Feeling the Bern
To attend a Bernie Sanders rally requires a certain suspension of disbelief. Entering the college gyms where he makes his case and observing the roar of the crowd, their excitement, their energy, never in a million years would one estimate that soon, such passion would be directed towards an old man from Vermont, let alone one that wants to be the president. Add in the fact that his primary goals are giving everyone free medicine and a lifetime of schooling, and the story begins to sound more like fantasy than anything else.
But yet, Bernie Sanders wants to be the president, I think. I mean, anyone who’s been auditioning for the job for the better part of six years probably has some interest in it, but what’s curious is it never really comes up. What Bernie wants, or at least what can be ascertained from his rallies, is for his visions of America to become a reality. And what are these visions, exactly? A pay increase for low-wage workers? A tax break for the middle class? At the very least, it’s a tiny bit more ambitious than that. Sander’s three tentpole plans are the following: Medicare for All, a job for all, and a green-oriented climate plan. All told, the price on these is somewhere in the neighborhood of 90 trillion dollars.
Honestly, to call this a radical reinvention of the American economic system is probably an understatement. Accomplishing even half of these things would require political mobilization the likes of which this country has never seen, and necessitates, among other things, an unprecedented bipartisan coalition to accomplish. Under this system, (that is, the cost of medicare, climate policy, and full employment), roughly 70 percent of the GDP would account for government spending, which is not only double the current amount, but would be, by a wide margin, higher than any of the countries Sanders so often cites as examples for how such a plan would function. Sweden and Norway, social states regularly lauded as samples for a medicare for all schema, barely approach 50 percent, and even the highest performers, like Finland, only spend 57 percent.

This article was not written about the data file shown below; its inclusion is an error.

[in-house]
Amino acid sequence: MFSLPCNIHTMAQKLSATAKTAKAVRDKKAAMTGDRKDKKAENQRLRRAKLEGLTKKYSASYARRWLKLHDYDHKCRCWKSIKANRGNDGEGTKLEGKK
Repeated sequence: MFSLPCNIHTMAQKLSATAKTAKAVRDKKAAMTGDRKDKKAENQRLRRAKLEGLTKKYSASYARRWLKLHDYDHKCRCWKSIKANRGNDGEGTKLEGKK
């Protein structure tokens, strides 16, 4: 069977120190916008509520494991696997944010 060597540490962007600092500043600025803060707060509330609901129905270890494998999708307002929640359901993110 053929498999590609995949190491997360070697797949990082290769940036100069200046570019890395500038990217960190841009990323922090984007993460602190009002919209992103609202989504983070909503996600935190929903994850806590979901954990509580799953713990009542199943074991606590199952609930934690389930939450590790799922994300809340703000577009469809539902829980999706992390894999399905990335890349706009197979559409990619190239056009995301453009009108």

Now, this is not to discount the aspirations nor the ideologies of one candidate or another. The problem isn’t the ideas Bernie Sanders has, or that it is Bernie Sanders who wants them. The problem is there simply isn’t that much money in America. The Fed places all household financial assets at $82 trillion, well under the amount required for such an operation, or even part of it. Put another way, the government could drain the savings of every single American and invest it in Sanders’ proposal and it still wouldn’t be enough for what he envisions.
But what would? How does anywhere near that much money come about? Unlike others in the field, Sanders is willing to admit the answer is a middle-class tax increase, but like others, his math still doesn’t quite add up. Sum the wide number of taxes Sanders would implement, be it the 11 percent payroll tax increase on the many or the up to 80 percent marginal tax rate on the few, and the funds still only get to $23 trillion. Closing that remaining fiscal gap, about a $90 trillion budget deficit, or $66,000 a household, is simply not going to happen. At some point, you just run out of places to take money from, and that’s effectively what happens when this plan is placed under any amount of scrutiny. Cutting defense funs to NATO, increasing the estate tax, even implementing a VAT, all ineffective. It goes back to the same point earlier-there just isn’t enough money in the country to handle, much less facilitate, such a reinvention of it.
Most presidential candidates talk in tandem, weaving their vision for the country with how they will use the hard-won office of the presidency to achieve it. Yet every time Bernie speaks, he never talks about the first part. We hear what he wants, but not what he will do to get there. We hear about the journey, but not the destination. There are two readings of this conclusion. Either Bernie doesn’t know what he’s doing, or he does and assumes we don’t. He either knows his plans are infeasible or he doesn’t. Either of these scenarios is believable, and neither is appealing. After all, Bernie has been running on this plan for the better part of his life, and it’s not unreasonable to assume the scrutiny he’s faced for his plans is inversely correlated to the amount of time trying to push them, given how long he’s fought and how little has been done. But it’s also not unreasonable to examine such scenarios more carefully the closer he gets to making them happen. And what’s revealed upon doing so? Well, it sounds more like fantasy than anything else.